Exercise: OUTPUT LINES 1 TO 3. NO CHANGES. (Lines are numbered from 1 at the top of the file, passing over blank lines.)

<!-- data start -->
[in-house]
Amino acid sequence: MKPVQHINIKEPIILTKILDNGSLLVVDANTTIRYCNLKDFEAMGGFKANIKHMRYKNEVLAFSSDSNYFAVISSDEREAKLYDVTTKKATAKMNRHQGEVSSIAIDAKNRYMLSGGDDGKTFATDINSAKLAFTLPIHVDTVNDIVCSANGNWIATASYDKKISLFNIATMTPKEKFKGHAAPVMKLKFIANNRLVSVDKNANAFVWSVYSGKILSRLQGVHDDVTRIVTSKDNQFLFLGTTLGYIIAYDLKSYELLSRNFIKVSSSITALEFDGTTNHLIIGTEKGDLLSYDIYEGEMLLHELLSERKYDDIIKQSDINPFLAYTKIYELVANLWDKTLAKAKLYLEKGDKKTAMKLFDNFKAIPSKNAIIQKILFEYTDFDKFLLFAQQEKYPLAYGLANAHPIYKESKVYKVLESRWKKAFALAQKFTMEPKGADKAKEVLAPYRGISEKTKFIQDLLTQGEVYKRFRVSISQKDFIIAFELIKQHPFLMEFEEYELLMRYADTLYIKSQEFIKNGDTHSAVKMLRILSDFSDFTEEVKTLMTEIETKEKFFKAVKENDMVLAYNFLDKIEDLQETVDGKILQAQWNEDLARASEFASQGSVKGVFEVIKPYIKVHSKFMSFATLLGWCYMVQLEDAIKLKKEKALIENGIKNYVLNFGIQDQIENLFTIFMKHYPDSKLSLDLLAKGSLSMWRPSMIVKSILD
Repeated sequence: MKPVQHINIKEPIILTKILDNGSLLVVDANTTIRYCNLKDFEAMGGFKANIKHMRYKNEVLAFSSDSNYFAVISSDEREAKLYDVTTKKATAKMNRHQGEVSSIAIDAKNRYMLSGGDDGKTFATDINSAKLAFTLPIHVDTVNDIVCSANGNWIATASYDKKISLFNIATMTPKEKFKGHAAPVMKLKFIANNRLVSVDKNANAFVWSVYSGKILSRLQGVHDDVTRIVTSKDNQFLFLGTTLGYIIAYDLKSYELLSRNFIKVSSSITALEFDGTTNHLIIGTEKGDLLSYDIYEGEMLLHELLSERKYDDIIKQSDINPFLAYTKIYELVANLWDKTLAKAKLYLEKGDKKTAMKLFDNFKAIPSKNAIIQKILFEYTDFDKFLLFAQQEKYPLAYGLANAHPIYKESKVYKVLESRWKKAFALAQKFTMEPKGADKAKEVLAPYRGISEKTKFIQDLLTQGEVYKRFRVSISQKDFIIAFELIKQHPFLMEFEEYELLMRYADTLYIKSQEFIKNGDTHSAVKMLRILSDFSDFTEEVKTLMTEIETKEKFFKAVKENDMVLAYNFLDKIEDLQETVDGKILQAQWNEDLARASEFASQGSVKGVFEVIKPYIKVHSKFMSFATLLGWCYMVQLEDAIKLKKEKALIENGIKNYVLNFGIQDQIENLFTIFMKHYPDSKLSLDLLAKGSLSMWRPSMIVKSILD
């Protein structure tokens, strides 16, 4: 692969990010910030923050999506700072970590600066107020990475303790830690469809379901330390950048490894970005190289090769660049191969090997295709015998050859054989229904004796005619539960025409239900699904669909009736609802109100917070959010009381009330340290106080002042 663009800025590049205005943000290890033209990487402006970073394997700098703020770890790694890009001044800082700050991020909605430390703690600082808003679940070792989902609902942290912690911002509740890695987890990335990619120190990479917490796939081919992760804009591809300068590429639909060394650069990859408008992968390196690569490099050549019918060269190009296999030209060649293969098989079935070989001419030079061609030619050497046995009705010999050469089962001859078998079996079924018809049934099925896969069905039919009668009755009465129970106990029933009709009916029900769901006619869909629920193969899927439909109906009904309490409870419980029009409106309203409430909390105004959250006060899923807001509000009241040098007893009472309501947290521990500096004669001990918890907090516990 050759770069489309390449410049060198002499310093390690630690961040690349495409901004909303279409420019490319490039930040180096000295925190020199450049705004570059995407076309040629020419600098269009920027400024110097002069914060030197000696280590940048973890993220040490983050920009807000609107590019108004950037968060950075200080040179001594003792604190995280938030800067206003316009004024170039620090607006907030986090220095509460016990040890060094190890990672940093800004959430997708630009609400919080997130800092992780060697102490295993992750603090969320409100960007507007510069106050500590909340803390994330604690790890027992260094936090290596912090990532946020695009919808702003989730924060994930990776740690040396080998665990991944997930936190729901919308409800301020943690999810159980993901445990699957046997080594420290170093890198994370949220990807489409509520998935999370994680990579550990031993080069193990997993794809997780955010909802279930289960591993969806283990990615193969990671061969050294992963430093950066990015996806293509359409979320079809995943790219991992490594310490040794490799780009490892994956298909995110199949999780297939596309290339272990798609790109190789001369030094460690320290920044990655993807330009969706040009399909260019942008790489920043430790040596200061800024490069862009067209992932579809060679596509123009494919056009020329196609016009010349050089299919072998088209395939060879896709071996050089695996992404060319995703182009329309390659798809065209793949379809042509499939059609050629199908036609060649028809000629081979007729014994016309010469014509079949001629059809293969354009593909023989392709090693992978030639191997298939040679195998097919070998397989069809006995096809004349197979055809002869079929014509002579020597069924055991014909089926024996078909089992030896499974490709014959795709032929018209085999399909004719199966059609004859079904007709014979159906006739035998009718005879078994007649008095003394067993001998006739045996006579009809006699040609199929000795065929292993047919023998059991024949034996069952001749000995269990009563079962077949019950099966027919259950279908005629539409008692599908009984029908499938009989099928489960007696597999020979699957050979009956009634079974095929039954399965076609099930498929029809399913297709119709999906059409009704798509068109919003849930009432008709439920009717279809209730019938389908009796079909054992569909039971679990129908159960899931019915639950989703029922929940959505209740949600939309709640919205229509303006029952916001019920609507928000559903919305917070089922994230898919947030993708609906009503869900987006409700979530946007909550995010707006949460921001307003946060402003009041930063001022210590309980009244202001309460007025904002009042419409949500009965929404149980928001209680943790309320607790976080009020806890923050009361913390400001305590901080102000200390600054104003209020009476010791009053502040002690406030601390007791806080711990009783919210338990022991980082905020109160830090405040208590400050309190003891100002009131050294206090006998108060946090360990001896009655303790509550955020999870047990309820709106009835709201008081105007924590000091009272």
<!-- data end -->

[in-house]
Amino acid sequence: MKPVQHINIKEPIILTKILDNGSLLVVDANTTIRYCNLKDFEAMGGFKANIKHMRYKNEVLAFSSDSNYFAVISSDEREAKLYDVTTKKATAKMNRHQGEVSSIAIDAKNRYMLSGGDDGKTFATDINSAKLAFTLPIHVDTVNDIVCSANGNWIATASYDKKISLFNIATMTPKEKFKGHAAPVMKLKFIANNRLVSVDKNANAFVWSVYSGKILSRLQGVHDDVTRIVTSKDNQFLFLGTTLGYIIAYDLKSYELLSRNFIKVSSSITALEFDGTTNHLIIGTEKGDLLSYDIYEGEMLLHELLSERKYDDIIKQSDINPFLAYTKIYELVANLWDKTLAKAKLYLEKGDKKTAMKLFDNFKAIPSKNAIIQKILFEYTDFDKFLLFAQQEKYPLAYGLANAHPIYKESKVYKVLESRWKKAFALAQKFTMEPKGADKAKEVLAPYRGISEKTKFIQDLLTQGEVYKRFRVSISQKDFIIAFELIKQHPFLMEFEEYELLMRYADTLYIKSQEFIKNGDTHSAVKMLRILSDFSDFTEEVKTLMTEIETKEKFFKAVKENDMVLAYNFLDKIEDLQETVDGKILQAQWNEDLARASEFASQGSVKGVFEVIKPYIKVHSKFMSFATLLGWCYMVQLEDAIKLKKEKALIENGIKNYVLNFGIQDQIENLFTIFMKHYPDSKLSLDLLAKGSLSMWRPSMIVKSILD
Repeated sequence: MKPVQHINIKEPIILTKILDNGSLLVVDANTTIRYCNLKDFEAMGGFKANIKHMRYKNEVLAFSSDSNYFAVISSDEREAKLYDVTTKKATAKMNRHQGEVSSIAIDAKNRYMLSGGDDGKTFATDINSAKLAFTLPIHVDTVNDIVCSANGNWIATASYDKKISLFNIATMTPKEKFKGHAAPVMKLKFIANNRLVSVDKNANAFVWSVYSGKILSRLQGVHDDVTRIVTSKDNQFLFLGTTLGYIIAYDLKSYELLSRNFIKVSSSITALEFDGTTNHLIIGTEKGDLLSYDIYEGEMLLHELLSERKYDDIIKQSDINPFLAYTKIYELVANLWDKTLAKAKLYLEKGDKKTAMKLFDNFKAIPSKNAIIQKILFEYTDFDKFLLFAQQEKYPLAYGLANAHPIYKESKVYKVLESRWKKAFALAQKFTMEPKGADKAKEVLAPYRGISEKTKFIQDLLTQGEVYKRFRVSISQKDFIIAFELIKQHPFLMEFEEYELLMRYADTLYIKSQEFIKNGDTHSAVKMLRILSDFSDFTEEVKTLMTEIETKEKFFKAVKENDMVLAYNFLDKIEDLQETVDGKILQAQWNEDLARASEFASQGSVKGVFEVIKPYIKVHSKFMSFATLLGWCYMVQLEDAIKLKKEKALIENGIKNYVLNFGIQDQIENLFTIFMKHYPDSKLSLDLLAKGSLSMWRPSMIVKSILD